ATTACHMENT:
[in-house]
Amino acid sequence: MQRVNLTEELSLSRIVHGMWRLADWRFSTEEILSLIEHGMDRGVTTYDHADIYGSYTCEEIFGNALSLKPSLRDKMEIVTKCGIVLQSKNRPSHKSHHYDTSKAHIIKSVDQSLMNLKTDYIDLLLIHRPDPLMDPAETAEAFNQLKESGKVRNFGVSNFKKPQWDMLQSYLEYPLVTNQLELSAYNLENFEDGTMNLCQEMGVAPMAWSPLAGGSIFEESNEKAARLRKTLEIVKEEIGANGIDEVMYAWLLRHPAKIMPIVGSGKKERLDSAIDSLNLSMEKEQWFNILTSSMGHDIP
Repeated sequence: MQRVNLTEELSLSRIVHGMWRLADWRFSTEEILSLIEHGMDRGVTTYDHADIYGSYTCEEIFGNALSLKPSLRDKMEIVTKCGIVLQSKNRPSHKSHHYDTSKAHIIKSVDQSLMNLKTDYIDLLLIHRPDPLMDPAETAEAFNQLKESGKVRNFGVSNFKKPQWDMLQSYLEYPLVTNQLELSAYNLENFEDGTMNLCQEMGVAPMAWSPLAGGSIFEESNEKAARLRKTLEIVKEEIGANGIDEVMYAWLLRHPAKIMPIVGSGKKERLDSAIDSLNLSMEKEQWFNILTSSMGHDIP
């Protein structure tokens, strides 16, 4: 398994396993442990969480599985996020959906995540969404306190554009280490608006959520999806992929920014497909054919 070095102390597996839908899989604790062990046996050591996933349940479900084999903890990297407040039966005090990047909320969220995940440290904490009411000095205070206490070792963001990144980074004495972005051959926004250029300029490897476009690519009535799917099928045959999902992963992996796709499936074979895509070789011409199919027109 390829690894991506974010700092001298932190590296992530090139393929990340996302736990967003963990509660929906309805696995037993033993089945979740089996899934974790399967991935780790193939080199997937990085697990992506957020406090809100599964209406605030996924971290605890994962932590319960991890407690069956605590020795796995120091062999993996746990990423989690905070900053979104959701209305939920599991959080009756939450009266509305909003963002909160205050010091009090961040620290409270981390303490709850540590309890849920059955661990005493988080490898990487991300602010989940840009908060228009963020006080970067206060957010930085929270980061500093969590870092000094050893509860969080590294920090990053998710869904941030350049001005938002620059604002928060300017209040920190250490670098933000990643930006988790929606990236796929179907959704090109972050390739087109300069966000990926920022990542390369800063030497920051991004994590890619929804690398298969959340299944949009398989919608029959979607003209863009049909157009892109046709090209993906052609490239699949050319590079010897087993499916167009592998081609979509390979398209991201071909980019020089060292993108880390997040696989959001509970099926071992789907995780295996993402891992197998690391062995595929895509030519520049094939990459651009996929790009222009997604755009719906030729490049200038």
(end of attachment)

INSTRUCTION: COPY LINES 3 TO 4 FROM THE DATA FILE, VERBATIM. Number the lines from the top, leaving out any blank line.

Repeated sequence: MQRVNLTEELSLSRIVHGMWRLADWRFSTEEILSLIEHGMDRGVTTYDHADIYGSYTCEEIFGNALSLKPSLRDKMEIVTKCGIVLQSKNRPSHKSHHYDTSKAHIIKSVDQSLMNLKTDYIDLLLIHRPDPLMDPAETAEAFNQLKESGKVRNFGVSNFKKPQWDMLQSYLEYPLVTNQLELSAYNLENFEDGTMNLCQEMGVAPMAWSPLAGGSIFEESNEKAARLRKTLEIVKEEIGANGIDEVMYAWLLRHPAKIMPIVGSGKKERLDSAIDSLNLSMEKEQWFNILTSSMGHDIP
């Protein structure tokens, strides 16, 4: 398994396993442990969480599985996020959906995540969404306190554009280490608006959520999806992929920014497909054919 070095102390597996839908899989604790062990046996050591996933349940479900084999903890990297407040039966005090990047909320969220995940440290904490009411000095205070206490070792963001990144980074004495972005051959926004250029300029490897476009690519009535799917099928045959999902992963992996796709499936074979895509070789011409199919027109 390829690894991506974010700092001298932190590296992530090139393929990340996302736990967003963990509660929906309805696995037993033993089945979740089996899934974790399967991935780790193939080199997937990085697990992506957020406090809100599964209406605030996924971290605890994962932590319960991890407690069956605590020795796995120091062999993996746990990423989690905070900053979104959701209305939920599991959080009756939450009266509305909003963002909160205050010091009090961040620290409270981390303490709850540590309890849920059955661990005493988080490898990487991300602010989940840009908060228009963020006080970067206060957010930085929270980061500093969590870092000094050893509860969080590294920090990053998710869904941030350049001005938002620059604002928060300017209040920190250490670098933000990643930006988790929606990236796929179907959704090109972050390739087109300069966000990926920022990542390369800063030497920051991004994590890619929804690398298969959340299944949009398989919608029959979607003209863009049909157009892109046709090209993906052609490239699949050319590079010897087993499916167009592998081609979509390979398209991201071909980019020089060292993108880390997040696989959001509970099926071992789907995780295996993402891992197998690391062995595929895509030519520049094939990459651009996929790009222009997604755009719906030729490049200038």